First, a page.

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Nested Closure Oriented Program framework for mootools
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Nested Closure Oriented Progamming
Alan Chandler <>
v0.1, 25th February 2011

This document describes the rationale for the development of my Nested
Closure Oriented Programing framework - a Mootools Javascript Class
which can be used to support long running Javascript applications

== Introduction

If you have a long running Javascript program, most browsers will
freeze during its operation and, if it runs for a particularly long
time, will prompt the user to kill it. 

There is a technique to restructure such programs using a nested
closures, such that variables can be retained over a period of steps,
but that between each step the program returns to the browser to let
it deal with other activies.  I first encountered the techniques when
looking at some software to calculate a RSA public/private assymetic
key pair for use in a secure version of my chat program.  Even when
calculating a relatively small (64bit) key it takes over a second of
CPU time to calculate the key pair.  This technique prevents any
issues - and it is even possible to run applications that run for
several hours.

The technique was proposed by Atsushi Oka ( and he had
ported some crytographic routines to use his implementation of it.
However when I came to use it, I discovered he had 

a. Added functions to Object.Prototype which conflicted with mootools
(the javascript framework I was using), and

b. He seemed to have made it way more complex than necessary - so much
so that I failed to understand how it was working in key areas.

In the end I decided to Redo the technique by creating a simple
Mootools Javascript Class to handle it, and to port all of the
Javascript library necessary to calculate and RSA key pair to it.
This repository holds the results.  The main framework is in the top
level directory as file ns.js, the remainder is in the cipher

== The Nested Closure Technique

As Atsushi Oka puts it, a normal technique probably would involve
somthing like the following:-

  for ( var i=0; i<10; i++ ) {
      for ( var j=0; j<10; j++ ) {
          for ( var k=0; k<10; k++ ) {
              trace( "i=" + i + " j=" + j + " k=" + k );

this can be replaced via a series of function calls structured as

    var i=0;
    return function() {
        if ( i++<10 ) {
            var j=0;
            return function() {
                if ( j++<10 ) {
                    var k=0;
                    return function() {
                        if ( k++<10 ) {
                            trace( "i="+i + " j="+j + " k="+ k );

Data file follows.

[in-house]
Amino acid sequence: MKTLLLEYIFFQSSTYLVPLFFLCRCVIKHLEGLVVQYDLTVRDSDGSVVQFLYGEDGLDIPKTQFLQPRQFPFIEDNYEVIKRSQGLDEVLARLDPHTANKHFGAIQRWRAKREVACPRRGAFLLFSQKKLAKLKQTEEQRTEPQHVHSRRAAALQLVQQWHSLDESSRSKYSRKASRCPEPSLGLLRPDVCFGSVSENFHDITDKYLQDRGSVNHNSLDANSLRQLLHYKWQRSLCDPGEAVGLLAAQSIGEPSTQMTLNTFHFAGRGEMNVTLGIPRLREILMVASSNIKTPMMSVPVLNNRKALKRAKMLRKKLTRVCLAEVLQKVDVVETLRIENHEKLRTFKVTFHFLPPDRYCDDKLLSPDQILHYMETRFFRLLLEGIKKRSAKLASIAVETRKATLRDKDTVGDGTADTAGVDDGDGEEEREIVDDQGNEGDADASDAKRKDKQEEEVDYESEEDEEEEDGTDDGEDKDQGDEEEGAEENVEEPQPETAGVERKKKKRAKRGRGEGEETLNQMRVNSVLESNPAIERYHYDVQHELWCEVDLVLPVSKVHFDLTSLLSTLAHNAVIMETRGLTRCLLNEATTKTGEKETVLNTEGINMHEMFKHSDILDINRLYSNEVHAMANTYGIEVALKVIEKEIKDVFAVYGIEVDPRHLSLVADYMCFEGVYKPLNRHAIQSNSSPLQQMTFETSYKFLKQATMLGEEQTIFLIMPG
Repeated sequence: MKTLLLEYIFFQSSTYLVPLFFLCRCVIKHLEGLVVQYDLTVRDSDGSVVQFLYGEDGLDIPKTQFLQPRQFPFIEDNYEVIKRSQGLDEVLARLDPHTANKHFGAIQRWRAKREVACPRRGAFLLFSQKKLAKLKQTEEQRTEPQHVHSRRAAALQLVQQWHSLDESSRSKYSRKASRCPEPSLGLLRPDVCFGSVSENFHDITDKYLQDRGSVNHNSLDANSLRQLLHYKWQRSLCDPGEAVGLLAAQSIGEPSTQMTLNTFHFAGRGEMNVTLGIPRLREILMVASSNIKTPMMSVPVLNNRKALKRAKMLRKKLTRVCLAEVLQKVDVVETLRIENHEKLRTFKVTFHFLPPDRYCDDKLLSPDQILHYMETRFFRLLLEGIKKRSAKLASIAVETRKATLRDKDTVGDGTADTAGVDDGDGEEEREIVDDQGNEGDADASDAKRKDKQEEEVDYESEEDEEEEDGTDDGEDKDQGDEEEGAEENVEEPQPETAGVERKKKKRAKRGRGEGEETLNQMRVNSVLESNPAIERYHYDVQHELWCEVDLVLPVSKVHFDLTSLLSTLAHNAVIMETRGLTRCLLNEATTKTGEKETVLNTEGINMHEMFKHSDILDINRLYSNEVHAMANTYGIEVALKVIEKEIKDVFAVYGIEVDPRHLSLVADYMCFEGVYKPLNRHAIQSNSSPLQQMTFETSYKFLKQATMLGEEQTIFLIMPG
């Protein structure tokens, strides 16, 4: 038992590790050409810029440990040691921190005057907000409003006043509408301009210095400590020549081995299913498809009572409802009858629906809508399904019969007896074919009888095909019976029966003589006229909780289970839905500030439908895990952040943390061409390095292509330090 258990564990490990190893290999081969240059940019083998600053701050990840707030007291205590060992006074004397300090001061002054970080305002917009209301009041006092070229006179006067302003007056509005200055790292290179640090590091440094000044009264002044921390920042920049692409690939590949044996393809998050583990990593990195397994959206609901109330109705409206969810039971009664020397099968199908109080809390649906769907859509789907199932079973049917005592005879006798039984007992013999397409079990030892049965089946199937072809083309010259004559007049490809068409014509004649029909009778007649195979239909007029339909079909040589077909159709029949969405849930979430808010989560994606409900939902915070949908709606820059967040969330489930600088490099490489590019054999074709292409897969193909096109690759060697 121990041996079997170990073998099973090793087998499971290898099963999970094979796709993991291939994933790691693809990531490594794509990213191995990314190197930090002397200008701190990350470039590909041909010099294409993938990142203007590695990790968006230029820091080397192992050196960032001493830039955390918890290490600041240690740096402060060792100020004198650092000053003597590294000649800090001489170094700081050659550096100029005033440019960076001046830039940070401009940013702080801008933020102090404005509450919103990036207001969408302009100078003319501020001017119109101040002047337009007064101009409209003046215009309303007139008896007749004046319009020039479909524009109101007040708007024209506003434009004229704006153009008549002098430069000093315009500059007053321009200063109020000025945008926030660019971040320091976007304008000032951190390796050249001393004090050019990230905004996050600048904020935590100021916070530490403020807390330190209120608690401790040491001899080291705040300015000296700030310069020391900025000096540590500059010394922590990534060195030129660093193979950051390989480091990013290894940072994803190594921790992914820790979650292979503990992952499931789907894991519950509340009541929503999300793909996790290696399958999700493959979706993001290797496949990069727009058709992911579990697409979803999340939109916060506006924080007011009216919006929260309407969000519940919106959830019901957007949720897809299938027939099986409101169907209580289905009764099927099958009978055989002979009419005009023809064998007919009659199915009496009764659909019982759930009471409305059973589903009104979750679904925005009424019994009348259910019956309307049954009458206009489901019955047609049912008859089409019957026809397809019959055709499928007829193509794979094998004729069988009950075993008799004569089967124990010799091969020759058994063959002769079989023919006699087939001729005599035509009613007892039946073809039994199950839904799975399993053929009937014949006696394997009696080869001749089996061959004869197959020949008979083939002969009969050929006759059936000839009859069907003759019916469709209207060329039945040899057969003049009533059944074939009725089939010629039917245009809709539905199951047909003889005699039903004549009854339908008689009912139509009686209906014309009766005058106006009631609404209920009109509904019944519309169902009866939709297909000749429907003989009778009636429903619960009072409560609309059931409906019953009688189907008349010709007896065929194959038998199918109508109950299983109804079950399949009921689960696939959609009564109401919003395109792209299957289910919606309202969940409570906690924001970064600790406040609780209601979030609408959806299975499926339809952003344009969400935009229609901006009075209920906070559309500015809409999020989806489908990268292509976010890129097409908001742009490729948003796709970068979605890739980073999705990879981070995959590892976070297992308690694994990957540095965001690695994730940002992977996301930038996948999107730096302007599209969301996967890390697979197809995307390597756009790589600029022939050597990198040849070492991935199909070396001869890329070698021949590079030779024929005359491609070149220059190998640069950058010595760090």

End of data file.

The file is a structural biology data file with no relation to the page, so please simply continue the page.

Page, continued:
return true;
                        } else {
                            return false;
                } else {
                    return false;
        } else {
            return false;

As you can see, the structure looks similar, and variables i, j and k
have similar scopes, but although the first one will complete its
execution before returning, the second one only executes one step, and
needs to called again repeatedly until it returns false.  That is
essence is the Nested Closure Technique.

== How the NCOP class works

NCOP is implemented to work with the Mootools framework.  This version
works with Mootools version 1.2. Some changes will have to be made for
it to work with Mootools 1.3.

Some key concepts are as follows

A context:: A context is a execution environment for a small portion of the
    overall task. It consists of a series of steps which undertaken to
    complete either the complete task or some subsection of it.
A step:: In its basic form, a step consists of a function which can perform
    a small portion of the overall task, either completely within
    itself - or by setting up the javascript variables to form a
    environment for a new context which then spawned to break the step
    into smaller substeps. 
A Do loop :: A series of Steps which are executed in a loop. Generally a new
    context is created in which to run the loop
A Step completion indicator::   A way of indicating that instead of just performing the next step
    (or returning to the beginning in a Do loop if it was the last
    step) an alternative. Three exist:-

   1. Continue - just repeats the step
   2. Again - starts the Do loop from the beginning
   3. Done - exit the Do loop and pop to the next level

A result:: A special object that may be used to propagate a result 

The class constructor takes two parameters.  The first is the context
of this task - the function that will be executed when the task is
started,  The second is a Boolean defining if this context is unique
in the overall environment of the web page.  If it is, then some of
the key functions are bound to the Window object, making the calling